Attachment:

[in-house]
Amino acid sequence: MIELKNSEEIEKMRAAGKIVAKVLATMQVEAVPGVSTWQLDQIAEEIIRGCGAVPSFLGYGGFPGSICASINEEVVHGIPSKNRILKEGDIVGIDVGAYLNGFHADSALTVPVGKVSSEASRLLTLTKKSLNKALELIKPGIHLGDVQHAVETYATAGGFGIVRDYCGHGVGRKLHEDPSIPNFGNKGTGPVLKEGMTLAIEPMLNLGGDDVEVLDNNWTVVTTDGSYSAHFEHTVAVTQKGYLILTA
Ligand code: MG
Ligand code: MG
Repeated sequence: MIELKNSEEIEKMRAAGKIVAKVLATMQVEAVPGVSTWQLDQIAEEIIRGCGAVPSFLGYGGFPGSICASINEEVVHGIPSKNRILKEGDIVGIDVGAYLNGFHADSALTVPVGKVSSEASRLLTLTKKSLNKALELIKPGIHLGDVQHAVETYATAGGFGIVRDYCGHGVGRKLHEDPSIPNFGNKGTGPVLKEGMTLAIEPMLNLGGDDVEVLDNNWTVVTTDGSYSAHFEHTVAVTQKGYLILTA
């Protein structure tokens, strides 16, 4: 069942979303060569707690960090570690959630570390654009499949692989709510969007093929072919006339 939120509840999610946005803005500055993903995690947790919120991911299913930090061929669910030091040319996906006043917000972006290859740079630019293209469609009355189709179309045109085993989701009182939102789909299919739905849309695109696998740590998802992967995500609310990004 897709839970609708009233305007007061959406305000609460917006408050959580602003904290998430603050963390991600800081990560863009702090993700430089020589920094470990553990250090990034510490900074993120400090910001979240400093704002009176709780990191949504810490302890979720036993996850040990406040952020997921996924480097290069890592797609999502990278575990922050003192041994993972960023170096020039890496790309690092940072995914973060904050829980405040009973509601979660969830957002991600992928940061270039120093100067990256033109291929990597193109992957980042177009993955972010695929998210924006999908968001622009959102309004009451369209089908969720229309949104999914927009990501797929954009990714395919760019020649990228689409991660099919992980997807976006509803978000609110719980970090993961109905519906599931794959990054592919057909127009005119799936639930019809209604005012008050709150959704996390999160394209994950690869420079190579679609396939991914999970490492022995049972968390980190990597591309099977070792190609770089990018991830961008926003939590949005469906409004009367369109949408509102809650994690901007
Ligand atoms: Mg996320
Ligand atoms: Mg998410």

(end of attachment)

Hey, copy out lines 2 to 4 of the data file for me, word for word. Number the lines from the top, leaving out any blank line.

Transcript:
Amino acid sequence: MIELKNSEEIEKMRAAGKIVAKVLATMQVEAVPGVSTWQLDQIAEEIIRGCGAVPSFLGYGGFPGSICASINEEVVHGIPSKNRILKEGDIVGIDVGAYLNGFHADSALTVPVGKVSSEASRLLTLTKKSLNKALELIKPGIHLGDVQHAVETYATAGGFGIVRDYCGHGVGRKLHEDPSIPNFGNKGTGPVLKEGMTLAIEPMLNLGGDDVEVLDNNWTVVTTDGSYSAHFEHTVAVTQKGYLILTA
Ligand code: MG
Ligand code: MG